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President Barack Obama recently endorsed gay marriage, a move that gave hope to the gay community and many other supporters of equal rights.
The President emphasized the personal nature of his decision in his interview with ABC, but many speculate over his political motivations and the possible repercussions. Will his stance on same-sex marriage become a central issue of the campaign? Will it energize his liberal supporters or just strengthen Romney’s conservative base? And most importantly, will it hurt him in November? When it comes to politicians, especially in an election year, actions are always calculated.
Days before President Obama made this announcement Vice President Joe Biden indicated that he is “absolutely comfortable” with gay marriage. Did this push the President to offer his support as well? Perhaps, but it probably was not the main factor.
When it comes to campaigns, money is always the main factor. Many of the Obama campaign’s biggest financial supporters are members of the LGBT community and some say their contributions would have stopped if the President had not come out in favor of gay marriage. In the next few days after his announcement he was able to raise $21 million at a series of fundraisers, including one at George Clooney’s house and another with Ricky Martin. If money was not the motivator of his endorsement, it was certainly a big payoff.
Despite the overwhelming financial support President Obama gained, one wonders if it will be enough to get him reelected. His new position on gay marriage earned him the support of the LGBT community, but chances are most of them were going to vote for him anyway. His announcement was not looked upon with favor by conservative republicans, but they wouldn’t have voted for him in the first place. There is speculation that by endorsing gay marriage Obama has alienated black and Latino voters who voted for him in 2008. While these demographics tend to oppose same-sex marriage, it is hardly the most important issue. The question remains whether his position on same-sex marriage will have an affect on undecided voters. It could go either way.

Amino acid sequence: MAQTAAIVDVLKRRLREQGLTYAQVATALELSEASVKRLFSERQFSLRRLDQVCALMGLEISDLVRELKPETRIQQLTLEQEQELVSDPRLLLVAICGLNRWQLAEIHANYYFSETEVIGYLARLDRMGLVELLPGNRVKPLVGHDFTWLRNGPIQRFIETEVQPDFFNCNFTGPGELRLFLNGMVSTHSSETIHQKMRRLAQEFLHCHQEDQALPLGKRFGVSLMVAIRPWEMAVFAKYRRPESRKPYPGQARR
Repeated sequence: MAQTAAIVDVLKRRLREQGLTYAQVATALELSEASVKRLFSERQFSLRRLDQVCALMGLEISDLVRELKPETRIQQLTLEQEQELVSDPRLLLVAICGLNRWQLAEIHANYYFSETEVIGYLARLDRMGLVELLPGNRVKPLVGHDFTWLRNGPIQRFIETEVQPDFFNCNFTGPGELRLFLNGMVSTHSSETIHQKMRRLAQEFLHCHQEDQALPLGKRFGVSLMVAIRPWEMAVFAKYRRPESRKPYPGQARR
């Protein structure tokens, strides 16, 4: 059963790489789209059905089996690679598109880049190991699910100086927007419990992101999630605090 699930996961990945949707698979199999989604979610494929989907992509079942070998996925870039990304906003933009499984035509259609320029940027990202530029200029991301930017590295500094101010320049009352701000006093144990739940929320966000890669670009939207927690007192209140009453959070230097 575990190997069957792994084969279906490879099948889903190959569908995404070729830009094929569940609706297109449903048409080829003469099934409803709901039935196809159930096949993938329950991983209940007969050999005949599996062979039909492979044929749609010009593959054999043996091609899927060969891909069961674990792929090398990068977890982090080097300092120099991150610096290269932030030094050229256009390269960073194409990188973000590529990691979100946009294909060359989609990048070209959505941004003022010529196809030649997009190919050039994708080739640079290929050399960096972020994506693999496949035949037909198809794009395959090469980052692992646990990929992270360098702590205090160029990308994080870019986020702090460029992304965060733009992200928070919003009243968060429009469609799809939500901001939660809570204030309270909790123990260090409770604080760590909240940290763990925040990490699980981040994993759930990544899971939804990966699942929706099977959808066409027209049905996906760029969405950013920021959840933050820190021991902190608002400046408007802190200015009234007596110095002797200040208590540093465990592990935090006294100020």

As the campaign progresses and Obama and Mitt Romney debate the issue, it could shape how some voters view the candidates. Some more socially conservative voters may see Obama as too liberal when they consider his positions on abortion, women’s health issues like birth control and now gay marriage. On the other hand, the more socially liberal voters may see Romney as much too conservative when he discusses the same topics. However, chances are that with this economy and so many other important issues to be discussed, gay marriage will not be the deciding factor for undecided voters.
Questioning a politician’s motivations is important, but when it comes down to it, this was a huge victory for the gay community and anyone in favor of equal rights. Whether or not President Obama’s decision to endorse gay marriage was politically motivated, his support for the gay community is genuine. He ended “Don’t Ask, Don’t Tell,” expanded federal benefits for same-sex partners of executive-branch employees, signed the Hate Crimes Prevention Act into law, insured hospital visitation rights for gay couples. He also ordered the Federal Housing Authority not to consider the sexual orientation of applicants for housing loans, he supports states who extend same-sex marriage rights to gay couples and refuses to defend the constitutionality of the Defense of Marriage Act. He is now the first president to endorse same-sex marriage.
So although he may be using his position on gay marriage to increase campaign funds or to shift the political debate away from other issues he would rather not discuss, his position on gay rights has always been clear and there is reason to believe his support for gay marriage is genuine.